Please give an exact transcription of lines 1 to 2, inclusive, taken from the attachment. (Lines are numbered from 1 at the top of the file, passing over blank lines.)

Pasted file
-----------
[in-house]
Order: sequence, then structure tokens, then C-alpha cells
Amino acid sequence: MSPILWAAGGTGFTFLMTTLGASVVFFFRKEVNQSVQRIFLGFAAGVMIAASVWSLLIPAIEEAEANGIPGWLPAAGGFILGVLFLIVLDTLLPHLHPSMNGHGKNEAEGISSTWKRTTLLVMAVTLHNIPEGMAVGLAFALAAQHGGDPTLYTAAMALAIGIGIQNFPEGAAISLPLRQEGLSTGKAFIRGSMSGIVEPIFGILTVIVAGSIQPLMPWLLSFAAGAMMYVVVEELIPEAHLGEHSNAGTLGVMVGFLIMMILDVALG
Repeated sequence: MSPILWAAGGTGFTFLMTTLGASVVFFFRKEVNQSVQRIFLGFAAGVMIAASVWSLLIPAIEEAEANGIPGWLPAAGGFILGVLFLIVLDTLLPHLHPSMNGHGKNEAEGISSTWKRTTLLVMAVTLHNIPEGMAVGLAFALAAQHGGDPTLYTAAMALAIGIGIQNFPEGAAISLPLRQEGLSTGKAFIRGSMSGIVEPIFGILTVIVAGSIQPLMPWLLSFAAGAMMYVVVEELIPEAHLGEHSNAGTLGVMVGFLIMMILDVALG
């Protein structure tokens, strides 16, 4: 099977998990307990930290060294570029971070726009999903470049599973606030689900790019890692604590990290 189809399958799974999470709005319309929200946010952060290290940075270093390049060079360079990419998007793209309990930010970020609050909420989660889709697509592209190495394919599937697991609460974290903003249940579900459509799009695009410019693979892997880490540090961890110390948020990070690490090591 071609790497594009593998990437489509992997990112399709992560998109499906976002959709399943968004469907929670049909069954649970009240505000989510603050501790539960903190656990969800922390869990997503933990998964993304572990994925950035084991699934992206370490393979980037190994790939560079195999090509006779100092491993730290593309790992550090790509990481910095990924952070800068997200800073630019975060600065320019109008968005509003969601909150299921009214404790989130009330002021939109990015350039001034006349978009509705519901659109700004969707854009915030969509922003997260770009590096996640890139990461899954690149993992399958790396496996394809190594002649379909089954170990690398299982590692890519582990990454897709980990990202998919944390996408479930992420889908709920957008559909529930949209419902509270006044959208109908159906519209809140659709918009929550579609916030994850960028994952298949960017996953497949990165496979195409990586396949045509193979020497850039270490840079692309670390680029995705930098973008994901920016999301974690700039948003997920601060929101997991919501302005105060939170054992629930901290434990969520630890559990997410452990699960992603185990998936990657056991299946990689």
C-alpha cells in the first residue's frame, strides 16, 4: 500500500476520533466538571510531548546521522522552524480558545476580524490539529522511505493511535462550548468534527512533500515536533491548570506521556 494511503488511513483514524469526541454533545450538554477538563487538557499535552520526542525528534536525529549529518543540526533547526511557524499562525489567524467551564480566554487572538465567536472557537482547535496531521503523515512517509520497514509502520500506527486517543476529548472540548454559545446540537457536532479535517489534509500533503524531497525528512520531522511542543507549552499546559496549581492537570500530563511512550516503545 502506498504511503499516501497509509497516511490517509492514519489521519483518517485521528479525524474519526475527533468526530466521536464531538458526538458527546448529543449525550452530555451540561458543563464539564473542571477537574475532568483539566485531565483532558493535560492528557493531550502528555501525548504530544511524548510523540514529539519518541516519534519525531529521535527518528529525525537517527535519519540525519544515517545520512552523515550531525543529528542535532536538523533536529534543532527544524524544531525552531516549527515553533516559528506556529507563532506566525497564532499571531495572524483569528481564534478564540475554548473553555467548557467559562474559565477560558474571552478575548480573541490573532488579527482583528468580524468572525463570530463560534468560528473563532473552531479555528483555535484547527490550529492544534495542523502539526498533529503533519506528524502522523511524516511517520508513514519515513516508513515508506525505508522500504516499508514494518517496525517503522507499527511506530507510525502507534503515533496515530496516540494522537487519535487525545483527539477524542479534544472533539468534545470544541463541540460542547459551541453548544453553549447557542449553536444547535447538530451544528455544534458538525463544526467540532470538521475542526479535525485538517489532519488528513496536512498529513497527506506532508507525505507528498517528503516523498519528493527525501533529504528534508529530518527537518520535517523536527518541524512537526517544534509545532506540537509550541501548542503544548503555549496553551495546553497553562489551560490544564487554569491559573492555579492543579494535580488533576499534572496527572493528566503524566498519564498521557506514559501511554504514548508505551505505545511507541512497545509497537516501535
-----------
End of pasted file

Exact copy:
[in-house]
Order: sequence, then structure tokens, then C-alpha cells